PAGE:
Running a business means being well-versed in the art of problem-solving and planning.
The COVID-19 crisis has left all of us in uncharted territory, but founders and entrepreneurs are agile and resilient. Taking steps now will help position your business to thrive in the future.
After founding my company, Schmidt’s Naturals, on the heels of a recession, I’ve learned from experience the key considerations important for maintaining momentum in an economic downturn. Here are five steps you can take to position your business to bounce back after the downturn.
Take a hard look at the numbers
The only way to come back even stronger is to spend some quality time with your budgets now.
First, make sure you have a clear, updated picture of the rate at which your business is losing money (burn rate) and the length of time you have before running out of cash (runway). Determine your immediate and most important expenses and prioritize those, then look at what can be deferred or negotiated. Don’t be afraid to negotiate or ask for help. Take time to research the myriad programs, loans, and grants that can help you fill in capital gaps.
Scratch existing 2020 forecasts and prepare for far less growth in a much tighter capital environment—but know that limitations can lead to unexpected opportunities. Now is the time to strip away the fluff and hone in on what you can do with what you have. Working under constraints is exactly what sparks creativity and innovation.
Update your supply chain and product roadmap
If your supply chain is under stress, you’re not alone. Research and establish back-up suppliers—a best practice in any climate. Building new relationships takes time, but don’t put it on the back burner. Your supply chain will be more stable moving forward, and working with multiple suppliers can position you to negotiate better prices.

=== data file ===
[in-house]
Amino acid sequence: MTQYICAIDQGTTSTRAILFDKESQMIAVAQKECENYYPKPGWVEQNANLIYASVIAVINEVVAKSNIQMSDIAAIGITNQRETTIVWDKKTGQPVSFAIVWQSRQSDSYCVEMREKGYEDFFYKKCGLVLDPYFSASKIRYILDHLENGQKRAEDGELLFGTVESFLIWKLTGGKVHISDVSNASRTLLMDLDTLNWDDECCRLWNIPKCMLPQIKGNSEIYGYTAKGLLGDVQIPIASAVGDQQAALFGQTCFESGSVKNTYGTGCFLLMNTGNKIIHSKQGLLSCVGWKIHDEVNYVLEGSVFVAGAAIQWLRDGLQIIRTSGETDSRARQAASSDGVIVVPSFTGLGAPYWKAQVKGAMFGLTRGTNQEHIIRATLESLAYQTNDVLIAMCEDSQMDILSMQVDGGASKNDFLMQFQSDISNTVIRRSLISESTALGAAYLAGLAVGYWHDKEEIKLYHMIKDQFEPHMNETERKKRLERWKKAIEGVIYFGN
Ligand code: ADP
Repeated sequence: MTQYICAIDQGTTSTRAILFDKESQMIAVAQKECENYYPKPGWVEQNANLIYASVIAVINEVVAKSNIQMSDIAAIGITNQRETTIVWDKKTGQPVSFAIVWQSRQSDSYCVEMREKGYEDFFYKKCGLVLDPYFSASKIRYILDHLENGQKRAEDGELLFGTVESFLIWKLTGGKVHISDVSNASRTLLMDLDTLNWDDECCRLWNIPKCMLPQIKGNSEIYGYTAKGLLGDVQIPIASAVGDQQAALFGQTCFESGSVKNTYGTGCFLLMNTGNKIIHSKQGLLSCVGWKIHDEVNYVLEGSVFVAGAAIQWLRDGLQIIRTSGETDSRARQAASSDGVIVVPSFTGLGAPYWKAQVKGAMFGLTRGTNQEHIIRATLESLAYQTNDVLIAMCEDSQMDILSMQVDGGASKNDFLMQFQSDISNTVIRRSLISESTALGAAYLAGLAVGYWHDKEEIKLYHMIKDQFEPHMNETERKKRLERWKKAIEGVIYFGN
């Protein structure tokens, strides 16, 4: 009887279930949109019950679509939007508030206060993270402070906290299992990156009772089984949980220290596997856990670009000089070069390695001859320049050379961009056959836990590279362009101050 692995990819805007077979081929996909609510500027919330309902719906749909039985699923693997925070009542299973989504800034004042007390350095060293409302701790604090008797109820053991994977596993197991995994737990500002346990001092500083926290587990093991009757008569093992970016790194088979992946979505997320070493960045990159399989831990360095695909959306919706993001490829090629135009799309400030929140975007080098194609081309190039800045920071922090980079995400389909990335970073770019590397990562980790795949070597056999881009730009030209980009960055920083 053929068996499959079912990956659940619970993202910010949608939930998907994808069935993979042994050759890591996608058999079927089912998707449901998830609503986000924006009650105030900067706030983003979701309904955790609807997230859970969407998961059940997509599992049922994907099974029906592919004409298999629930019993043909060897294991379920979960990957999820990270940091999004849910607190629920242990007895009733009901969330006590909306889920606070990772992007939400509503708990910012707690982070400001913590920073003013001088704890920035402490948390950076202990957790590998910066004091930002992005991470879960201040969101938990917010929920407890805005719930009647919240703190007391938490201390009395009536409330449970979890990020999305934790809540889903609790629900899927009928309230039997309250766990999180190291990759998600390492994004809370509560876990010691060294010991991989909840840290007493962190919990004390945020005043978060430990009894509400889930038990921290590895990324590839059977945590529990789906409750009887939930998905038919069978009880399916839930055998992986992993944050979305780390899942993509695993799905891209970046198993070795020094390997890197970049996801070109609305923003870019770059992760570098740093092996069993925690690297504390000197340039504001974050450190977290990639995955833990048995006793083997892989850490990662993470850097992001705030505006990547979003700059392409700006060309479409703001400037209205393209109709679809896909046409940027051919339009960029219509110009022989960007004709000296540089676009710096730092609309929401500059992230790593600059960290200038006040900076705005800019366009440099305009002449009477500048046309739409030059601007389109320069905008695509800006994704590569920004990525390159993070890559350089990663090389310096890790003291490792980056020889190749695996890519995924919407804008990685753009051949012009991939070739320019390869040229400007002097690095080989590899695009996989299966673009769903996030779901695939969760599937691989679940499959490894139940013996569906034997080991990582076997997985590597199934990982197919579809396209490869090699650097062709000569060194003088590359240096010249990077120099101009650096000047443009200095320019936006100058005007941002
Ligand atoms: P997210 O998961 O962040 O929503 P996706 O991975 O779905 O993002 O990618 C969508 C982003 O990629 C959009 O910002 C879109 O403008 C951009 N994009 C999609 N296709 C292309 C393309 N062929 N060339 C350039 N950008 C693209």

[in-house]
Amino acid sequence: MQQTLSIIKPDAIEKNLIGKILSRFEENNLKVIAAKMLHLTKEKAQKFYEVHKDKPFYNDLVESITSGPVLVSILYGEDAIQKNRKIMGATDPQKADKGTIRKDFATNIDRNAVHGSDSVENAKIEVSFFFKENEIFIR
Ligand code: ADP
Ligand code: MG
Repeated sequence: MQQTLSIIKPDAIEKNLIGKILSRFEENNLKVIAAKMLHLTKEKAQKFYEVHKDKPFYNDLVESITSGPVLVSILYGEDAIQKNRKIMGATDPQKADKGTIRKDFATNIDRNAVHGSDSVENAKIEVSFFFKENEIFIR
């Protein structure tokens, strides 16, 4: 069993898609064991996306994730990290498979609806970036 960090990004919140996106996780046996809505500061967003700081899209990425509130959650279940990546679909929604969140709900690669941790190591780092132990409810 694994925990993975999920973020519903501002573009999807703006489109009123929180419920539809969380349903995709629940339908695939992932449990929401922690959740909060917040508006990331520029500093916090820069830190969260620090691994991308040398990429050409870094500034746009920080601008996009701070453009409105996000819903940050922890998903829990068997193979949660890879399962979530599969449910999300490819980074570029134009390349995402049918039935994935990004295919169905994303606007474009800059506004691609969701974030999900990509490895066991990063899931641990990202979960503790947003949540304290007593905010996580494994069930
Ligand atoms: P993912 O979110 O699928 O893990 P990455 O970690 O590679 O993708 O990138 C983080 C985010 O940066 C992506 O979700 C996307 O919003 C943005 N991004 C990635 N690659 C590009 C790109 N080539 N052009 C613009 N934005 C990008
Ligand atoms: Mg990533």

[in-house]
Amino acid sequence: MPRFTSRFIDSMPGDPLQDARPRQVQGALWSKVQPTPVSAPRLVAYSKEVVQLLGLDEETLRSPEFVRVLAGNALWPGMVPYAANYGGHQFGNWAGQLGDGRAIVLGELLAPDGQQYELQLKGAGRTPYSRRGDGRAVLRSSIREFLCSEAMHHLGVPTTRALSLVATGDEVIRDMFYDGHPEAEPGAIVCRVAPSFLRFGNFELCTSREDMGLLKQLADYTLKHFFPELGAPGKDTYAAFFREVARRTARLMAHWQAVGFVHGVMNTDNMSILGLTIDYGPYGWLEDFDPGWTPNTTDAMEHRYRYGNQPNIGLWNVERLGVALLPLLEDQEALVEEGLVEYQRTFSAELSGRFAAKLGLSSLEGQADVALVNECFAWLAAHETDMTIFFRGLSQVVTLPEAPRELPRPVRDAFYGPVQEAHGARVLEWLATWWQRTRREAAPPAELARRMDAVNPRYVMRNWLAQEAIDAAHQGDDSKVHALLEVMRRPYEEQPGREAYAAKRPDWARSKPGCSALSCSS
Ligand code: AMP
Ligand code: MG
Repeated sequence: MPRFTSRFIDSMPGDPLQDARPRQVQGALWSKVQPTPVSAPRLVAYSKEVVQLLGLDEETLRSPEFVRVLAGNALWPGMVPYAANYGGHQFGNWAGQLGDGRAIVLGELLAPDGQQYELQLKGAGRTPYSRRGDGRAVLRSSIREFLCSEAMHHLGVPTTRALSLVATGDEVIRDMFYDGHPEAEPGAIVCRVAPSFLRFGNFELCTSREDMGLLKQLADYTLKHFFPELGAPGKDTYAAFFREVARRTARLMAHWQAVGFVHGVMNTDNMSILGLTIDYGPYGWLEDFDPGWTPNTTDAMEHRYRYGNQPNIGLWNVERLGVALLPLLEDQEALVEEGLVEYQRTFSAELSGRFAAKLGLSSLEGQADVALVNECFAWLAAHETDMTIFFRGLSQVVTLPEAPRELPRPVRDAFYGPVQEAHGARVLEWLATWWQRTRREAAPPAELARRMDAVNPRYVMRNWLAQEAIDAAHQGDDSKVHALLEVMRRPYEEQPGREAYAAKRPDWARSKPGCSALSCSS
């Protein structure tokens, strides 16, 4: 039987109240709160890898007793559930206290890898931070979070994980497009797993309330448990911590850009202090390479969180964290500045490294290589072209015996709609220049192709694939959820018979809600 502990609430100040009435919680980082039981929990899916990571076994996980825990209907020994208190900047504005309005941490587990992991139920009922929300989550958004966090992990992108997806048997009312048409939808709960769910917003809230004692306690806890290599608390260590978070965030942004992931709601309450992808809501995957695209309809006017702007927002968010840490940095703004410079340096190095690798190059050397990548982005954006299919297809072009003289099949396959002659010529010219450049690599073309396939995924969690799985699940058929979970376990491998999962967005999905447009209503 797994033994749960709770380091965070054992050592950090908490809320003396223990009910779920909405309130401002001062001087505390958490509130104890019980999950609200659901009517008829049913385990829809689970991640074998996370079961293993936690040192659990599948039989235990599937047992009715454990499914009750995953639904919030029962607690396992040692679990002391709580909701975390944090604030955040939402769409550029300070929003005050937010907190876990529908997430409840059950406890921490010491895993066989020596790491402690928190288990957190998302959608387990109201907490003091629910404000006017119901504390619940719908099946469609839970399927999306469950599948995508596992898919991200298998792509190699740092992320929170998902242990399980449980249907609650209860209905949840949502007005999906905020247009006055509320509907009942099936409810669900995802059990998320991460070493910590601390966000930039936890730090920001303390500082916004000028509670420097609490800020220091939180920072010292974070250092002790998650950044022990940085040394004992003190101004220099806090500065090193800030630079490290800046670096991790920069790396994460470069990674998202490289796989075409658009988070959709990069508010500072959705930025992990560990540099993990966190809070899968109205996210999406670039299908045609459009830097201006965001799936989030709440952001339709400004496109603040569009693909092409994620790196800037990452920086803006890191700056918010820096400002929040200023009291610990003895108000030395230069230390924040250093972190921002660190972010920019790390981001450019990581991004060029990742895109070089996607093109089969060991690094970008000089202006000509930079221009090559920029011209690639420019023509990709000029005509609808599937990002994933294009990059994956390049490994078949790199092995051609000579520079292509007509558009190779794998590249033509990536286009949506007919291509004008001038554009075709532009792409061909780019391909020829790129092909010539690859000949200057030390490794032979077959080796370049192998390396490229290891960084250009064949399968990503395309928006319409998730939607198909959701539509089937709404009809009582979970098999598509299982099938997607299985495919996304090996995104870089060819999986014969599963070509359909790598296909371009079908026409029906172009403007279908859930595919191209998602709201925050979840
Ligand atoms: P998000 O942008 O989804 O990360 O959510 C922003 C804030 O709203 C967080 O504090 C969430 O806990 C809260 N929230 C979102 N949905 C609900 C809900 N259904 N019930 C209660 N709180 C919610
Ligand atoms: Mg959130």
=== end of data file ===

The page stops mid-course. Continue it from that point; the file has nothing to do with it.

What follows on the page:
Adjust your product roadmap to account for material shortages and changes in customer habits and preferences. No one can predict the future, but it’s a good time to assess which of your offerings might be most essential and desirable in the long term.
If a core product is something customers cut out as soon as their budgets shrink, for example, explore how you can diversify your products and price points (while honoring your brand’s values). Think about how you might expand your target market, too, and make sure it’s easy for customers to get your product across channels. If you don’t have a strong direct-to-consumer strategy in place, start making one now.
Map out a transparent communications strategy
Communicate honestly about how your business has been impacted. Being transparent humanizes you and your company, and it builds trust and connection. Be sure to share your plans and goals for moving forward, too. This is your opportunity to show your business’s resilience and agility, demonstrating the ways you’re building lasting value during this time.
Think hard about what your company stands for. What are your core values, and how are you remaining steadfast to those values as you move forward? Showing humility, purpose, and intention speaks volumes.
Invest in building relationships
Ask yourself if there are ways you can be better connected with your business community. How can you team up to support one another? Are there opportunities for cross-promotions, partnerships, or creative collaborations? These relationships can do more than lift your spirits; they can lead you to inspiring ideas, customer insights, and new audiences.